Racial justice and climate justice are inextricably linked.
From extreme weather, to air pollution and rising seas, climate change disproportionately impacts communities of color, immigrants, and low-income communities across the United States (U.S.). According to Mary Annaïse Heglar, a climate justice essayist and former writer-in-residence at Columbia University’s Earth Institute, climate change “started with conquest, genocides, slavery, and colonialism.” Heglar adds “that is the moment when White men’s relationship with living things became extractive and disharmonious. Everything was for the taking; everything was for sale.”
Davarian L. Baldwin, professor of American Studies and at Trinity College and author of In the Shadow of the Ivory Tower: How Universities are Plundering Our Cities, highlights that on-going social unrest and activism across the U.S. have prompted more colleges and universities to examine their racial history and acknowledge their roles in various forms of white supremacy. Forms of white supremacy, within the realm of higher education, include, but are not limited to, slavery, land seizures, residential segregation, and neighborhood demolitions. Work to understand and address these historical wrongdoings have only just begun, and will continue to be an ongoing process.
With ongoing efforts to meaningfully and intentionally integrate justice, equity, diversity, and inclusion (JEDI) into their climate action plans (CAPs), colleges and universities are uniquely positioned to build campus-community relationships, leverage cross-sector partnerships, and accelerate the work of racial and climate justice.
Definitions are important.
Anchoring terms like racial justice and climate justice that are stable and consistent in language allow us to work toward stable and consistent goals.
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Defining racial injustice and racial inequity
Racial injustice is the systemic unfair treatment of people based on their race, resulting in inequitable opportunities and outcomes.
Defining equity & racial justice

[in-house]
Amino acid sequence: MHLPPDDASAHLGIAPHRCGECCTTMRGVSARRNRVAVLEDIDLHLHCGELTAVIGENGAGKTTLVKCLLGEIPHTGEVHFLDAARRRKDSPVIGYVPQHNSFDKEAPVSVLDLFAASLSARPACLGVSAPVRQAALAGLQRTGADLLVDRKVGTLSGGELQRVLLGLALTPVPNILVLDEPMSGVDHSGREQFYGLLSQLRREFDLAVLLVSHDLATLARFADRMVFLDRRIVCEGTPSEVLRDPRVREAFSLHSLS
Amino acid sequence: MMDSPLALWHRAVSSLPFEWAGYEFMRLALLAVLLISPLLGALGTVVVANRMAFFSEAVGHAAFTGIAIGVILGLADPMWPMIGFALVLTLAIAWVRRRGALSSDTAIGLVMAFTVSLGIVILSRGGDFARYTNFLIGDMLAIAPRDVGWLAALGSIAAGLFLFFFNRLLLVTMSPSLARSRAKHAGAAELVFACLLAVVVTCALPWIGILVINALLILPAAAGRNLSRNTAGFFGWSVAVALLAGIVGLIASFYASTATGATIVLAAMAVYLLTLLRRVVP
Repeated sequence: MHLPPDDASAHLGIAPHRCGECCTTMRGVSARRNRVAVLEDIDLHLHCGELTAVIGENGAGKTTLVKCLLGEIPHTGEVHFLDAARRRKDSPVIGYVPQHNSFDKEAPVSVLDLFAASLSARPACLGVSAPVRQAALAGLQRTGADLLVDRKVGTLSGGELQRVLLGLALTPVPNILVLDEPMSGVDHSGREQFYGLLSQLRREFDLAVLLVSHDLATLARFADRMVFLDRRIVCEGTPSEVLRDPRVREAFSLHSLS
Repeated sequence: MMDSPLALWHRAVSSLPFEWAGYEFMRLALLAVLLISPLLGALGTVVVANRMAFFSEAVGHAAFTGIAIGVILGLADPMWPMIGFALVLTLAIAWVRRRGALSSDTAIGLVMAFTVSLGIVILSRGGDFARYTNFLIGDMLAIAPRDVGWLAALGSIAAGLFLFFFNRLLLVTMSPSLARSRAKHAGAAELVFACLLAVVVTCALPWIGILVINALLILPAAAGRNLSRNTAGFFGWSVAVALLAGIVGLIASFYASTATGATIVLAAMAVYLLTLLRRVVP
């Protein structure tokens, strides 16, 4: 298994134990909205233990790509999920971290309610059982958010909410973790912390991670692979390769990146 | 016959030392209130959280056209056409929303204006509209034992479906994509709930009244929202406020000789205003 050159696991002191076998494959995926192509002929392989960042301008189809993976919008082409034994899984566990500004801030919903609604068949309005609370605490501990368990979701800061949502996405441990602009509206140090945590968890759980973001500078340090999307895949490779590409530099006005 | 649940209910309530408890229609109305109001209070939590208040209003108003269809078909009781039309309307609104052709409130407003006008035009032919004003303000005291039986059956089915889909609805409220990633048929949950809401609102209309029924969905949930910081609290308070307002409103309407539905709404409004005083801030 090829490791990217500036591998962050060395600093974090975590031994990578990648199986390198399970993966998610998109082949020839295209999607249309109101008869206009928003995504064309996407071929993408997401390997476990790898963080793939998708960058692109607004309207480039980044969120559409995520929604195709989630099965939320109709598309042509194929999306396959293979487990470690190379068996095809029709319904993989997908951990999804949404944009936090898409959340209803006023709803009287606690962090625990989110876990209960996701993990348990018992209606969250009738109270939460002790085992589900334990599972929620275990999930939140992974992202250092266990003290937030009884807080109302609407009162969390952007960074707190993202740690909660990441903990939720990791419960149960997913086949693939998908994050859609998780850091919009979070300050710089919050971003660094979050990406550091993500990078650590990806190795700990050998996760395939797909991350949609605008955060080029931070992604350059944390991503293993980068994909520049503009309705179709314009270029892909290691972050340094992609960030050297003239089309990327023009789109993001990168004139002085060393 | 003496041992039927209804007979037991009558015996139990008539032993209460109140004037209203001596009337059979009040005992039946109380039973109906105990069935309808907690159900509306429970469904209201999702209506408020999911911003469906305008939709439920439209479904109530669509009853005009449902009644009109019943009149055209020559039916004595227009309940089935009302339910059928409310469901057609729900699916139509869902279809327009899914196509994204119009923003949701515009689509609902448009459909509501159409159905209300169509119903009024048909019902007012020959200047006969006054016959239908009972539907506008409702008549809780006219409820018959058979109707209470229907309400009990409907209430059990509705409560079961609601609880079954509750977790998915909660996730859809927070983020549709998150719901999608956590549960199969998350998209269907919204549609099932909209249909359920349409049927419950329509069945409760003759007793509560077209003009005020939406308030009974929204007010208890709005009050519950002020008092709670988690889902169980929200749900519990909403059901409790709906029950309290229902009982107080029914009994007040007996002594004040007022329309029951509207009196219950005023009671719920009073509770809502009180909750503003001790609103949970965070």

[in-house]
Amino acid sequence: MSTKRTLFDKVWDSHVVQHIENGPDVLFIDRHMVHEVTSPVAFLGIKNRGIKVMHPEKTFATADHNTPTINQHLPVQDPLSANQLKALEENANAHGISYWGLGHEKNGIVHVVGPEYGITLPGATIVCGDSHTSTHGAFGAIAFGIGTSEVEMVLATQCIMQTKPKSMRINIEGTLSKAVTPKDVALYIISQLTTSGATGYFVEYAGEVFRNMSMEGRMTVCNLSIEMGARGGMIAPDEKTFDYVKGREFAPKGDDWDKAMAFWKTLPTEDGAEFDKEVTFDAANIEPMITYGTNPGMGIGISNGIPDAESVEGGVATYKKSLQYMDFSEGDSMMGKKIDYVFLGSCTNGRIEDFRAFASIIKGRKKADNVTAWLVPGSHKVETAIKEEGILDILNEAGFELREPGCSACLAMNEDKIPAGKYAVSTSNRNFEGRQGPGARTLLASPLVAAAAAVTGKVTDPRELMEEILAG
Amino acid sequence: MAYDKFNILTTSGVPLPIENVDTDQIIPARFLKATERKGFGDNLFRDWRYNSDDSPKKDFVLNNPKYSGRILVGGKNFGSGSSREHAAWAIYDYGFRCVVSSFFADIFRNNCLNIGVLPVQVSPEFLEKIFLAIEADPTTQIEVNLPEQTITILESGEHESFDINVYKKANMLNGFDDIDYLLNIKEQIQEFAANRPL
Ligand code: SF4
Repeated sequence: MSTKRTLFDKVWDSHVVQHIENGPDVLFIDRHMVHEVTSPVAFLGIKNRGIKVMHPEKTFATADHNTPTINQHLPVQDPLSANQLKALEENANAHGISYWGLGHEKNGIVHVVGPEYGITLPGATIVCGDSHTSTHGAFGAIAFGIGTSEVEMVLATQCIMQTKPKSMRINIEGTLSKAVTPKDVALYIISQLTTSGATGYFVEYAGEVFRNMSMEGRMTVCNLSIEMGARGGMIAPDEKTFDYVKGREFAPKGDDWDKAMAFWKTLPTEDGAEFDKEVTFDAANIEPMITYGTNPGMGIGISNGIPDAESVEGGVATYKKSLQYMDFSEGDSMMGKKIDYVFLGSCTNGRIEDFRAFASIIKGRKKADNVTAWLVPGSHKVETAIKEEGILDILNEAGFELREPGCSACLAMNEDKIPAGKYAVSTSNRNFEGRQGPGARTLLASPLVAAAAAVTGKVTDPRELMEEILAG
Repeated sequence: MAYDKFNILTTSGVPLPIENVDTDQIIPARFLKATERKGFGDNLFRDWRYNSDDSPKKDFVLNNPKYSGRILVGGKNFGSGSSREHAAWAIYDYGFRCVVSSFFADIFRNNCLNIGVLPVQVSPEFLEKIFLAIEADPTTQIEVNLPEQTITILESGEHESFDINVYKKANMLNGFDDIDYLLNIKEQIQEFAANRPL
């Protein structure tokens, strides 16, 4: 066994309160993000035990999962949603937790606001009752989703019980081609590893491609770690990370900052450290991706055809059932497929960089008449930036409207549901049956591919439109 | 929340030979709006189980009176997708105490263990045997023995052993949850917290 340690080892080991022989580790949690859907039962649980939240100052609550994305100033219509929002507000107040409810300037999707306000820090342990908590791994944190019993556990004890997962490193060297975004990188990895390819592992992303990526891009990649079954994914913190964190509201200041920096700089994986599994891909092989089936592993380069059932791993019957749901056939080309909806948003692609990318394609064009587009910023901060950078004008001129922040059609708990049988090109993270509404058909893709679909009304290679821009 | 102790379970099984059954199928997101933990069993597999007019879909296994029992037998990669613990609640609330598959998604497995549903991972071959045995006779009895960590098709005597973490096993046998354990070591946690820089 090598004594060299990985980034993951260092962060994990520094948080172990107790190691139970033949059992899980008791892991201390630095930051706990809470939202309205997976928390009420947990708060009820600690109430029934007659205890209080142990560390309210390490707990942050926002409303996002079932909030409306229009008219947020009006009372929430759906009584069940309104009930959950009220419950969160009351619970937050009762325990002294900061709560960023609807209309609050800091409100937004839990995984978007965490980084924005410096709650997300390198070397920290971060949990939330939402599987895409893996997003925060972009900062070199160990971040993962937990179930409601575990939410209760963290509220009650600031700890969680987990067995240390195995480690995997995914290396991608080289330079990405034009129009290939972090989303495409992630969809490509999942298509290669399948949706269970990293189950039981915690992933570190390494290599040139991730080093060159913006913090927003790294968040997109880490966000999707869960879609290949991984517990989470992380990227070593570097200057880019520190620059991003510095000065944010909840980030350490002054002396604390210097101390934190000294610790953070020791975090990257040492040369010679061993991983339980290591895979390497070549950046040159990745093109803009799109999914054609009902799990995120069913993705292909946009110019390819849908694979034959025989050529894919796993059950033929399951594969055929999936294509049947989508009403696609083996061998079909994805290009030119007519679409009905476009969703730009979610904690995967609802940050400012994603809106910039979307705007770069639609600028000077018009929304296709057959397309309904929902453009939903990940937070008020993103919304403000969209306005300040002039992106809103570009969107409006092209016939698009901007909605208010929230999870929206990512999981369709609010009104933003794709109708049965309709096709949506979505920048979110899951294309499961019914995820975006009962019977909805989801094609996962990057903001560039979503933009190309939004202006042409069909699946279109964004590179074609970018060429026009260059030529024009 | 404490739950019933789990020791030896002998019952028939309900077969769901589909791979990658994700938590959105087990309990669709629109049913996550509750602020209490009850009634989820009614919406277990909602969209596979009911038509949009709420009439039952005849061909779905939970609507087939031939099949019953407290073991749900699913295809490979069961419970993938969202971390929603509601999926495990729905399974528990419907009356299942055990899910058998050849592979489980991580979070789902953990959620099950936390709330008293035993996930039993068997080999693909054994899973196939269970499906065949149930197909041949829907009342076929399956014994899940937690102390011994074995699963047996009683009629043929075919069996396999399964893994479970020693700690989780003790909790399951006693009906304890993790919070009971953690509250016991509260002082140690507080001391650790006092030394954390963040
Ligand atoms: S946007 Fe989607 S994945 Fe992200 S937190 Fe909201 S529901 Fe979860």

Equity is “to create conditions that enable just and fair inclusion into a society in which all can participate, prosper and reach their full potential.” Partnership for Southern Equity
“Racial justice is the systematic fair treatment of people of all races, resulting in equitable opportunities and outcomes for all.” Racial Justice in Education: Resource Guide
Defining climate injustice
“Climate injustice refers specifically to the unfair distribution of benefits and damages related to climate change. Again, a handful of humans profit at the direct expense of many.” Post Carbon Institute – Resilience program by Sam Bliss
Defining climate justice
“Climate justice links human rights and development to achieve a human-centred approach, safeguarding the rights of the most vulnerable and sharing the burdens and benefits of climate change and its resolution equitably and fairly. Climate justice is informed by science, responds to science and acknowledges the need for equitable stewardship of the world’s resources.” Mary Robinson Foundation Climate Justice
Linking racial and climate justice
According to Elizabeth Yeampierre, co-chair of the Climate Justice Alliance, “climate change is the result of a legacy of extraction, of colonialism, of slavery. A lot of times when people talk about environmental justice they go back to the 1970s or ‘60s. But I think about the slave quarters. I think about people who got the worst food, the worst health care, the worst treatment, and then when freed, were given lands that were eventually surrounded by things like petrochemical industries. The idea of killing black people or indigenous people, all of that has a long, long history that is centered on capitalism and the extraction of our land and our labor in this country…For us, as part of the climate justice movement, to separate those things is impossible.” Unequal Impact: The Deep Links Between Racism and Climate Change,” an interview by Beth Gardiner
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